Government keeps Maroon Bells from ringing for most visitors
The Aspen Times
ASPEN — Visitors who attempted to drive up to the popular Maroon Bells-Snowmass Wilderness area were denied access Tuesday after Maroon Creek Road was closed to all motor vehicles as part of the recent government closures.
Congress couldn’t agree on a budget Monday evening, and the U.S. federal government closed all nonessential services that midnight, including most U.S. Forest Service activities.
The impact already is being felt locally with the closure of Maroon Creek Road, which represents the only vehicular access to the Maroon Bells-Snowmass Wilderness area, one of the Aspen area’s most popular tourist attractions.
The Maroon Bells are considered one the most photographed areas in Colorado. The next two weekends also are considered peak times to view the changing fall colors in the area.
A message was sent out around 1:15 p.m. by the Pitkin County Alert system stating that Maroon Creek Road was closed indefinitely to all uphill traffic near the T Lazy 7 Ranch, about a half mile below the Forest Service entry portal. It also clarifies that the U.S. Forest Service has closed all campgrounds, parking lots and restroom facilities at the Maroon Bells as well as all campgrounds in the Maroon Creek Valley until further notice. However, pedestrians and bicycles are still welcome to use Maroon Creek Road.
All closures will remain in effect until Congress settles its budget issues. Thousands of government workers were told not to work Tuesday, with nobody knowing for sure when they will return to work.
Pitkin County Sheriff Joe DiSalvo said the Maroon Bells area campground hosts would be permitted to stay on site and assist people returning from hikes.
“I haven’t delegated any authority to the hosts,” DiSalvo said. “But I’m aware of the situation and appreciate their help.”
DiSalvo was at the area near the T Lazy 7 Ranch on Tuesday when Maroon Creek Road was closed.
“It wasn’t an angry mob by any means,” he said. “But most people were frustrated, and I totally understand that. I’m frustrated, too. It’s as real shame. I feel really bad for the people who came here just to see the Bells.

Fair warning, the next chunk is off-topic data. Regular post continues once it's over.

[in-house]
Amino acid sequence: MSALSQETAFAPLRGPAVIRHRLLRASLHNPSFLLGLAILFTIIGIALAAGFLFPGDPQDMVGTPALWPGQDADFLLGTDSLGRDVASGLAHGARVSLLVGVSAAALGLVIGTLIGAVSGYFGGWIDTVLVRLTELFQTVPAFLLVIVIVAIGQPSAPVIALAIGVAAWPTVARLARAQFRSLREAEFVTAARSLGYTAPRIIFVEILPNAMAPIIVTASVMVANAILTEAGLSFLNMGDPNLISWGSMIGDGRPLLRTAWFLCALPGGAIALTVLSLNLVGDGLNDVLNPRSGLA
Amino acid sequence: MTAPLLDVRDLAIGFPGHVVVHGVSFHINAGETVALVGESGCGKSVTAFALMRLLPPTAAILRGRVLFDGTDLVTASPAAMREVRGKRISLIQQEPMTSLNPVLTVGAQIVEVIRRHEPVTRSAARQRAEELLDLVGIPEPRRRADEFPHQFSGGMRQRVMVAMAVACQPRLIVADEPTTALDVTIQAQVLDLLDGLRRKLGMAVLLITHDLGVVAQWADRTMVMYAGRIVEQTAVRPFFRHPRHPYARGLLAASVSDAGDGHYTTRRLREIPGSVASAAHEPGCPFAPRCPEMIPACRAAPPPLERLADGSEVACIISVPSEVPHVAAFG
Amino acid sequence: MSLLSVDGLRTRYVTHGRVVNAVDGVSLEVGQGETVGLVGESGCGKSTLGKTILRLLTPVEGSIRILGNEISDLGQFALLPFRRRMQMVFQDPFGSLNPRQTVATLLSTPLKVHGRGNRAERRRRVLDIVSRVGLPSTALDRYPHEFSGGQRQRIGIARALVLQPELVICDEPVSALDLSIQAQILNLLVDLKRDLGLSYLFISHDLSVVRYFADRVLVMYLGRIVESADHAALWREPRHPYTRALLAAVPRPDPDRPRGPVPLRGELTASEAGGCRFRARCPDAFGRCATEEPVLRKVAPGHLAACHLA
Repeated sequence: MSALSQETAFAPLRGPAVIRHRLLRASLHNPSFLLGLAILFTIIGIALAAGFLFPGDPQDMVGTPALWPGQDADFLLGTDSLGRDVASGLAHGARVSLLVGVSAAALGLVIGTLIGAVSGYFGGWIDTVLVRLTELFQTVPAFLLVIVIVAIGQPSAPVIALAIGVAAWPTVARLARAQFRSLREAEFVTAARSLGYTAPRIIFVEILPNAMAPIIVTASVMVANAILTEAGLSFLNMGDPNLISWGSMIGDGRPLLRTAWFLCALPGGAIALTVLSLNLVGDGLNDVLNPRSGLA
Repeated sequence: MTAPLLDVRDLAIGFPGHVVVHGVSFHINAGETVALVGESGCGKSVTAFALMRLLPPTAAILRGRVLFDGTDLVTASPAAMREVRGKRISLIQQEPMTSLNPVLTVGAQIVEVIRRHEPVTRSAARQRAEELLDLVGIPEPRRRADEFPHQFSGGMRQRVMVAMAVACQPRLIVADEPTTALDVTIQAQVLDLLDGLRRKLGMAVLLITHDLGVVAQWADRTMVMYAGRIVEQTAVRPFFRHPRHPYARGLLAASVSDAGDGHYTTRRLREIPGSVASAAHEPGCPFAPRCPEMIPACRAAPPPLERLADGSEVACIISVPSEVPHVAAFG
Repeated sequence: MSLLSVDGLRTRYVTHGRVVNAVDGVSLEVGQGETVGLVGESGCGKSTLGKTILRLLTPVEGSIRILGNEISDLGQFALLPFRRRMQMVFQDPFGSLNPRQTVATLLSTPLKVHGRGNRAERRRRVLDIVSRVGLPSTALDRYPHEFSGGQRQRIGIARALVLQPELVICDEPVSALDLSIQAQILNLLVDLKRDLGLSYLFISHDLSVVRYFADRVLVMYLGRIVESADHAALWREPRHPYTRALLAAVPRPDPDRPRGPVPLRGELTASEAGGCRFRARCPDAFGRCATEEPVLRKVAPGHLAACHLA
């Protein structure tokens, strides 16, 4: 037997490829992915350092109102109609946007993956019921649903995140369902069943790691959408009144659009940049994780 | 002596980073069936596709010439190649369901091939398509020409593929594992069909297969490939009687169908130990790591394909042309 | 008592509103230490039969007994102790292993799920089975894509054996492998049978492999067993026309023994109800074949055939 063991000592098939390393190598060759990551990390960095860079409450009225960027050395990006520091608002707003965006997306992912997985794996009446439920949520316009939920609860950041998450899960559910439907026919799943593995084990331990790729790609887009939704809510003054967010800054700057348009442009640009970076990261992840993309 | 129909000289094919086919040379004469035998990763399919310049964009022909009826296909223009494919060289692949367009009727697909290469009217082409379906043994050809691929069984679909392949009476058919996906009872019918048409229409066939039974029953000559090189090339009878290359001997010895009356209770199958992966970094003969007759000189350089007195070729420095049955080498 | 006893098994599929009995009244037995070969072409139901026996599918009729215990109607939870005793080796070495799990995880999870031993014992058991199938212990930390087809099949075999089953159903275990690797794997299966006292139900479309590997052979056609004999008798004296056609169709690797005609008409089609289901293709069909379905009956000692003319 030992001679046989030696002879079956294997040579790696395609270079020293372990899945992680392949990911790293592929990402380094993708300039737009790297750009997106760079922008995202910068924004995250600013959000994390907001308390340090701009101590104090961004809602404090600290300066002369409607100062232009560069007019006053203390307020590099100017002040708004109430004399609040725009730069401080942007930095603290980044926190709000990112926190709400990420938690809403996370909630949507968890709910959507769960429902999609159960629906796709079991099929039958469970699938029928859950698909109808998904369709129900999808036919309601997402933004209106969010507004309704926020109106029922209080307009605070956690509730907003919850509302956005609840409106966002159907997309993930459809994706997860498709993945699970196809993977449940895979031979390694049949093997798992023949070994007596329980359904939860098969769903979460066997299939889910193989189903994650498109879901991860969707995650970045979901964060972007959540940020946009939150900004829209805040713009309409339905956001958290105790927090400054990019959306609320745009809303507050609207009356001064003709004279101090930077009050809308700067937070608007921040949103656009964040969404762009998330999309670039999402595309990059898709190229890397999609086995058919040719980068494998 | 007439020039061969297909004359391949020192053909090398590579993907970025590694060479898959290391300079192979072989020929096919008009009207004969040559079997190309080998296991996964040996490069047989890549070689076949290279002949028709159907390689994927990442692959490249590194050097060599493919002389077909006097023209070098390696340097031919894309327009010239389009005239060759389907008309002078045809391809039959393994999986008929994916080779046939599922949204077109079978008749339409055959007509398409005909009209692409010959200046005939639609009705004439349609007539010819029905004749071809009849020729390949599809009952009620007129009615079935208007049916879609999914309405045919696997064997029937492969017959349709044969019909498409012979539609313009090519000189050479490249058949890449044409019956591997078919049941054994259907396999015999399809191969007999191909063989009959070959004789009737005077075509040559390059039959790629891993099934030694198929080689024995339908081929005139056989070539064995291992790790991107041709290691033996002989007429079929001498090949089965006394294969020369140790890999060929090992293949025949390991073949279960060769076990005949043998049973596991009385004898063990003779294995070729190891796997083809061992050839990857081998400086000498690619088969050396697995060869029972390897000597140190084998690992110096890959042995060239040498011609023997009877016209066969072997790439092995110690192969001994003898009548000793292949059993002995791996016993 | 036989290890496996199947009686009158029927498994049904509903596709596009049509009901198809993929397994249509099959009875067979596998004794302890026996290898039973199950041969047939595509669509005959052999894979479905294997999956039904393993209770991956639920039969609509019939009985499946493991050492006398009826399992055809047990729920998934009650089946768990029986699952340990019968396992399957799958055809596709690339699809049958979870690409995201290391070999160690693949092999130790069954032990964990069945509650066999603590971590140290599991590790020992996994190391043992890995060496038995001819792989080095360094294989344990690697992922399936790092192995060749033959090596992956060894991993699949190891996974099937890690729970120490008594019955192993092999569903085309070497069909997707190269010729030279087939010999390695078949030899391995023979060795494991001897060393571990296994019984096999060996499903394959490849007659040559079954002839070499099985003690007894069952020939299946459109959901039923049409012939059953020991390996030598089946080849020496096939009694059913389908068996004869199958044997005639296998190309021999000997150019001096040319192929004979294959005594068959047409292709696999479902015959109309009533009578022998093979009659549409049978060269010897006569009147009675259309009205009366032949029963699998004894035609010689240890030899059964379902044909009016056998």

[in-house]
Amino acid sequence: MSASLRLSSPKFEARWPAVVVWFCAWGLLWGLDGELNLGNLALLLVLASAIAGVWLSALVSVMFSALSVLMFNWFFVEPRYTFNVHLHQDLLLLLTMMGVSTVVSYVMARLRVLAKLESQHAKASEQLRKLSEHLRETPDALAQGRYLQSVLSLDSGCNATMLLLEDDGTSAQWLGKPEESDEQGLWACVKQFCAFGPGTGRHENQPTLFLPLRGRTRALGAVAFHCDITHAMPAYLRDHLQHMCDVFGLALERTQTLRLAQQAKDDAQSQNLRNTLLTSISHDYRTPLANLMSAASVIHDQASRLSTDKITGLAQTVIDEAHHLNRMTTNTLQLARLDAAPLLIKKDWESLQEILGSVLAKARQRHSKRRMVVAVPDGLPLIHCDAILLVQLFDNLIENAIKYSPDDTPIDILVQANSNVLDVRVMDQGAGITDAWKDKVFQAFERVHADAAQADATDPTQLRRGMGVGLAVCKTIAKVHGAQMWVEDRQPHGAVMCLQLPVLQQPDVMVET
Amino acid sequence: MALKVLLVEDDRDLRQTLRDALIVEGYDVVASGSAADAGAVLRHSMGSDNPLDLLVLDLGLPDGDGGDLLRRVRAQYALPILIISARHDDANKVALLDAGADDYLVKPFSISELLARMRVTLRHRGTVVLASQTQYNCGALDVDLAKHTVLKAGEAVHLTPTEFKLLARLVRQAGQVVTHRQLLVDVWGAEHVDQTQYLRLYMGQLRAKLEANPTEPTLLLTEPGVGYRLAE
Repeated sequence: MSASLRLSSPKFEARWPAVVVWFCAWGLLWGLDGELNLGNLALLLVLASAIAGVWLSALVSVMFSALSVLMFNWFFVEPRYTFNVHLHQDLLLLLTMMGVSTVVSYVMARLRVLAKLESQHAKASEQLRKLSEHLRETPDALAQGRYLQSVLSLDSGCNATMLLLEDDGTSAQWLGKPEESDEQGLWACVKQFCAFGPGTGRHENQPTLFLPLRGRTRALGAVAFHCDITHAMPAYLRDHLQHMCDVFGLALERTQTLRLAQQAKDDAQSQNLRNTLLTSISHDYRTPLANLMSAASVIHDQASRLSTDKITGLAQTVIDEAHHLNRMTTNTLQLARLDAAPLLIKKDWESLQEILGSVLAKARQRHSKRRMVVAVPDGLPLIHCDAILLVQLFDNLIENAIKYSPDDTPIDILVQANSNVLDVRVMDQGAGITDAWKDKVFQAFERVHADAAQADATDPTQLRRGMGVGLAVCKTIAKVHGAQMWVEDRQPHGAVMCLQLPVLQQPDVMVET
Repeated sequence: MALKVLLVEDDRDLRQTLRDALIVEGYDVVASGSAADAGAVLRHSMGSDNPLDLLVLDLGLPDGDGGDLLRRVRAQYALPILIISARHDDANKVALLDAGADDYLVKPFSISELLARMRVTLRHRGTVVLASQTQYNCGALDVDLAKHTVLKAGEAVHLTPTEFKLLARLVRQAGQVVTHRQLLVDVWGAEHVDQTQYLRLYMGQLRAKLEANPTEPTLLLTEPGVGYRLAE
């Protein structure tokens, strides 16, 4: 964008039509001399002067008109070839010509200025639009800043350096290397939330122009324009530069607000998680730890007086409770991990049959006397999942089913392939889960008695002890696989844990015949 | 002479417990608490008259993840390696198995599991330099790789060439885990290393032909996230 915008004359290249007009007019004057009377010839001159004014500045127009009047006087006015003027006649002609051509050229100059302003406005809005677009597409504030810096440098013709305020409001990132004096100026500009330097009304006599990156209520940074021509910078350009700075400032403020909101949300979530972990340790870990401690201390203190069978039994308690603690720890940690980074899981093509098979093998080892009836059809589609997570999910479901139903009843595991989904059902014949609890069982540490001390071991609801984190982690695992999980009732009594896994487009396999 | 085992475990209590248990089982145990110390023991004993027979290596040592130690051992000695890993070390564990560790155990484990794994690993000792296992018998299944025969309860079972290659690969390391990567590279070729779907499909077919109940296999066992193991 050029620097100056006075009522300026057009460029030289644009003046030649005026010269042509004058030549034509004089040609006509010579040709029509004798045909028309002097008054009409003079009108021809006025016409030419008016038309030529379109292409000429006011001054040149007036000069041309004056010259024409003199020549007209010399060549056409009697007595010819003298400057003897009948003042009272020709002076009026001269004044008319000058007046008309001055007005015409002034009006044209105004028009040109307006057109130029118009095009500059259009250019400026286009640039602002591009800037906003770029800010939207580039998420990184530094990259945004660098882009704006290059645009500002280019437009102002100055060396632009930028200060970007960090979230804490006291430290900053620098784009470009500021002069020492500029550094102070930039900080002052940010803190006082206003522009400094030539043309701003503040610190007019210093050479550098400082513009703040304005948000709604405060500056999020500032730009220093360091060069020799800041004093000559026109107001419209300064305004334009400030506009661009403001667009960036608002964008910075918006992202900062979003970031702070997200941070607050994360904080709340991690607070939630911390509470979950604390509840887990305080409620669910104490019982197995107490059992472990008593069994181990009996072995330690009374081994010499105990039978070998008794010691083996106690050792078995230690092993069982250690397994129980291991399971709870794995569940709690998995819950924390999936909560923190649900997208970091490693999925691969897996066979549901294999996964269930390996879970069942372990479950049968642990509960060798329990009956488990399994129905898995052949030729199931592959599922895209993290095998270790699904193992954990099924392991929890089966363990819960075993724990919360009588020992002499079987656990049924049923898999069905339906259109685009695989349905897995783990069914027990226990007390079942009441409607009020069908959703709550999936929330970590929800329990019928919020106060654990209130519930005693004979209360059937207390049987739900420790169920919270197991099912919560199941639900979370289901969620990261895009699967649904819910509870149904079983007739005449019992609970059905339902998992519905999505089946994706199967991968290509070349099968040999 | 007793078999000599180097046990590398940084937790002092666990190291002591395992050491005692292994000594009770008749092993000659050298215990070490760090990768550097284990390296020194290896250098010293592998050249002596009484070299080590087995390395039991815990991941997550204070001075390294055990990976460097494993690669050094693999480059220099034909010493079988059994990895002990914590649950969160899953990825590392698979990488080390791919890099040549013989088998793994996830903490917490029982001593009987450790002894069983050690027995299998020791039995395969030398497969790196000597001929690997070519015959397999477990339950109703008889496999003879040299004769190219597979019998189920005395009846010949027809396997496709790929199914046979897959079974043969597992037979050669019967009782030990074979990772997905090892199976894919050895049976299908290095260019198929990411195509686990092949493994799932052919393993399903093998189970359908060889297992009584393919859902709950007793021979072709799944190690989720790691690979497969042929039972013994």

“Fortunately, there are other local options to see the fall colors. The Bells aren’t the only show in town.”
Peggy Jo Trish works for the U.S. Forest Service and is the manager of the Maroon Bells area. Trish showed up for work Tuesday but didn’t have an option to stay once the closure became official.
“I was just told to leave,” Trish said. “It’s a very sad day.”
Pitkin County Commissioner George Newman expressed his disappointment with Congress for not moving forward on approving a budget.
“Congress is using the health care issue as blackmail, which has nothing to do with maintaining the government,” Newman said. “Look at Washington, D.C.: When you think about all the tourists and guests wanting to visit all the national monuments and archives, … it won’t happen. So it impacts us and impacts the entire country. It’s really distressing.”
Newman did offer one optimistic vantage concerning the closures.
“The only silver lining is that the road will be available for those on bicycles and those who wish to walk,” he said. “It’ll be a great place for the locals to enjoy the colors without any traffic.”
Snow usually comes and goes in this part of the state. A forecasted storm is expected to stick around for a while. Forecasters are calling for snow to persist throughout the weekend in the high country, with a prospect of a couple of feet of powder by the time the storm starts to diminish on Monday.